“The busiest period was the first two weeks when there wasn’t any government funding available yet,” said WCSS interim director Lori Pyne. “I’d like to think that people are using other resources as well as the government subsidies now.”

The WCSS has also launched its own email donation campaign, with the target of raising $100,000 by May 2. Ultimately, the organization is hoping to raise $1 million to make up for lost revenues and increased costs due to COVID-19—exacerbated by the loss of its main funding source: the Re-Use-It and Re-Built-it centres, which were forced to close during the pandemic.

“During this unprecedented time, I would like to encourage everyone who has the means to make a financial donation to a regional food bank to do so. Every person’s contribution can make a difference,” said Whistler Mayor Jack Crompton. “To meet the growing demand for emergency food in Whistler, the Whistler Community Services Society is working hard to allow more people to safely access the food bank in Whistler. Together, we can help ensure that everyone in the Sea to Sky Corridor who needs food has access to food.”

Donations can be made at

Seven Whistler Village businesses—Whistler Hardware, Moguls Coffee House, evo Group, The Grocery Store, Armchair Books , Coast Mountain Photography and Foto Source—kicked off the email campaign in a big way last week, pooling together $3,500 for the WCSS, which has been matched by the Whistler Blackcomb Foundation.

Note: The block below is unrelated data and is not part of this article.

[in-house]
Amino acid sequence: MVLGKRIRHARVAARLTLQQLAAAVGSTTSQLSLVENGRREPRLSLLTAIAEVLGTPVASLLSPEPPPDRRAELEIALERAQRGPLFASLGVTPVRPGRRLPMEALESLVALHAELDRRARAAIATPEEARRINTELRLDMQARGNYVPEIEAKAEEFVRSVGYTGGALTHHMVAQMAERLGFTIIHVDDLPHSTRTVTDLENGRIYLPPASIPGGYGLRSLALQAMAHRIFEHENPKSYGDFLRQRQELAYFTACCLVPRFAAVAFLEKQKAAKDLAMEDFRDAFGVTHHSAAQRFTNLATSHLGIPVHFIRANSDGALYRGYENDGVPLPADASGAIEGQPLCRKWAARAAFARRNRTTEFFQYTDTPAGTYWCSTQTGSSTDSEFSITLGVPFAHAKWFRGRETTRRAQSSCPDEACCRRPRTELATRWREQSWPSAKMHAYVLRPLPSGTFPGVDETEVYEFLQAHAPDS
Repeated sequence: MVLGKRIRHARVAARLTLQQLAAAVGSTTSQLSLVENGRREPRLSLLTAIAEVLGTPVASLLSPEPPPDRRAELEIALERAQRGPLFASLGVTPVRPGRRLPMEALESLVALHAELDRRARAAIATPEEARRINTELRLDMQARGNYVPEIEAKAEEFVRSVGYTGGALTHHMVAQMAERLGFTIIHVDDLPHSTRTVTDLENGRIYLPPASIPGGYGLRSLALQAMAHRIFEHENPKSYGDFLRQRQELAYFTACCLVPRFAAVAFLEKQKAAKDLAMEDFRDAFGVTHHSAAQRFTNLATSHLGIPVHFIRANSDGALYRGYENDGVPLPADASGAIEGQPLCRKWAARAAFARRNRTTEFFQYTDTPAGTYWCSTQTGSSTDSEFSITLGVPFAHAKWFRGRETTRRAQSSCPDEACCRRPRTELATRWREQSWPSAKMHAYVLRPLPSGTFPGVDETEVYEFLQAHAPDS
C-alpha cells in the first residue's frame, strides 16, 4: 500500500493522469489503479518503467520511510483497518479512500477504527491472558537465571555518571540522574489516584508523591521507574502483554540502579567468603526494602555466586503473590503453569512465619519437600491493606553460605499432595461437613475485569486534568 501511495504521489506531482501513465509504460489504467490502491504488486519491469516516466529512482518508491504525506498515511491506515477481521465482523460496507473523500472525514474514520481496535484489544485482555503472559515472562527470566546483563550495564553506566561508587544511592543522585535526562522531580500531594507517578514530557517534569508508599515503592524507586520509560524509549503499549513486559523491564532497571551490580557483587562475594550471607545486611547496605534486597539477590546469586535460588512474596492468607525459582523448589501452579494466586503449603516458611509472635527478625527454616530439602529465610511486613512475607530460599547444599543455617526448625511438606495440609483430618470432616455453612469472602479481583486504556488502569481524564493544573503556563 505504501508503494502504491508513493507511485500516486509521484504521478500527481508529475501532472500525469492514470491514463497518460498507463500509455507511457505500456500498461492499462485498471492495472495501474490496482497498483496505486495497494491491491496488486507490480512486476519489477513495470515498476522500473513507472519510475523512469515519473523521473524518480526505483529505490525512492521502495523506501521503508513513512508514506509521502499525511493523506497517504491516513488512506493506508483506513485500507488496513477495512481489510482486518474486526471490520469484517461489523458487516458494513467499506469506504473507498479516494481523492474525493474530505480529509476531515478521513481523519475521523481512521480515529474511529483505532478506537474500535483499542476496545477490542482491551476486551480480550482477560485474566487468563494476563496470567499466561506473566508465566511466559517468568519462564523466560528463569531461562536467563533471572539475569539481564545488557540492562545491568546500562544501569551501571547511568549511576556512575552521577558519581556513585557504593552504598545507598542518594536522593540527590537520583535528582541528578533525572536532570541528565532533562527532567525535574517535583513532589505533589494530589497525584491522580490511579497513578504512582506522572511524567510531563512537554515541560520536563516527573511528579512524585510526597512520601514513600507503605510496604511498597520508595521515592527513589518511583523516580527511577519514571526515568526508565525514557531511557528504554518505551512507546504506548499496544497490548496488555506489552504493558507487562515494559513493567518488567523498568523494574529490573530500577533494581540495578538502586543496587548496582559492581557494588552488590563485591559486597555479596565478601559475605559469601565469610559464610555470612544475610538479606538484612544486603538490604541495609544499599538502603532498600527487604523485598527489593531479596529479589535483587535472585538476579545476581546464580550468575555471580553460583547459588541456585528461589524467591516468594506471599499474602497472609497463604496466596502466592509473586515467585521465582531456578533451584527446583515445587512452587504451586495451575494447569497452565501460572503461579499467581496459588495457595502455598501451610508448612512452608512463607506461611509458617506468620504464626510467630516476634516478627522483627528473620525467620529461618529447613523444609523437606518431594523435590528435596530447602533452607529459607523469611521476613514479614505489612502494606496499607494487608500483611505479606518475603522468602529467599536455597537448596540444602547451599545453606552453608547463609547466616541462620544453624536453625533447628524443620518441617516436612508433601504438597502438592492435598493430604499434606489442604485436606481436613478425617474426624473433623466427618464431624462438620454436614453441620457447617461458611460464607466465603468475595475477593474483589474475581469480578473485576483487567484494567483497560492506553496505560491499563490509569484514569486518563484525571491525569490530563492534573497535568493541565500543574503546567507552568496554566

“The residents of Whistler are strong supporters of small and local businesses in the village and we wanted to take the opportunity to give back,” said Whistler Hardware owner Shane Holland, who organized the initiative. Originally, the businesses were planning to donate funds towards the purchase of 1,000 N95 masks for the Whistler Health Care Centre, but decided to redirect the money after learning the masks weren’t needed locally.

With the Feed the Need funds donated to Whistler going directly towards covering the cost of food purchases, Pyne said that the non-profit would next turn its sights on re-launching its other community programs.

“For the longevity of our organization, we want to be able to provide mental health and emotional advocacy in the next months following the recovery. It’s really important for us to get through Feed the Need, then we can start with our mental health [programs],” explained Pyne, who said WCSS is now looking at reintroducing its parent, teen and toddler support groups.